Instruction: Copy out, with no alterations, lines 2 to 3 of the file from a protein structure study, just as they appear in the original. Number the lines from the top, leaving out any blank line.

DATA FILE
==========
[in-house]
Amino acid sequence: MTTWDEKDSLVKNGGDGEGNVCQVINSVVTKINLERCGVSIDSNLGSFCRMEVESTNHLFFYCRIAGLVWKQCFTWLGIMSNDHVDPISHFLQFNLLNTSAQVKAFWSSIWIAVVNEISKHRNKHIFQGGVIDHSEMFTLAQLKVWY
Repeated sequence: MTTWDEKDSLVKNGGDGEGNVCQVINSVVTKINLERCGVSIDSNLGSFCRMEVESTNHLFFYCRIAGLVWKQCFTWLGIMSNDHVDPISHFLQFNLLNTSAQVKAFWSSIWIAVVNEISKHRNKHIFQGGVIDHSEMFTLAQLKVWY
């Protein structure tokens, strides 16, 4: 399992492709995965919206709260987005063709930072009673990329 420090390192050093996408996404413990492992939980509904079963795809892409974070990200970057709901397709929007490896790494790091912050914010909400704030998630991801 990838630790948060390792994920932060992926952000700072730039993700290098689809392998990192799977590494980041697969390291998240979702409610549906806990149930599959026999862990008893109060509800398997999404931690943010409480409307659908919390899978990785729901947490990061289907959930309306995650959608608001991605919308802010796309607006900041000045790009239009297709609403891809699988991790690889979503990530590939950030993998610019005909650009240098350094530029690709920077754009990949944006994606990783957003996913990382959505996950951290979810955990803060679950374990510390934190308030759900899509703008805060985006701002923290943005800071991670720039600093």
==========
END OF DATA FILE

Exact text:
Amino acid sequence: MTTWDEKDSLVKNGGDGEGNVCQVINSVVTKINLERCGVSIDSNLGSFCRMEVESTNHLFFYCRIAGLVWKQCFTWLGIMSNDHVDPISHFLQFNLLNTSAQVKAFWSSIWIAVVNEISKHRNKHIFQGGVIDHSEMFTLAQLKVWY
Repeated sequence: MTTWDEKDSLVKNGGDGEGNVCQVINSVVTKINLERCGVSIDSNLGSFCRMEVESTNHLFFYCRIAGLVWKQCFTWLGIMSNDHVDPISHFLQFNLLNTSAQVKAFWSSIWIAVVNEISKHRNKHIFQGGVIDHSEMFTLAQLKVWY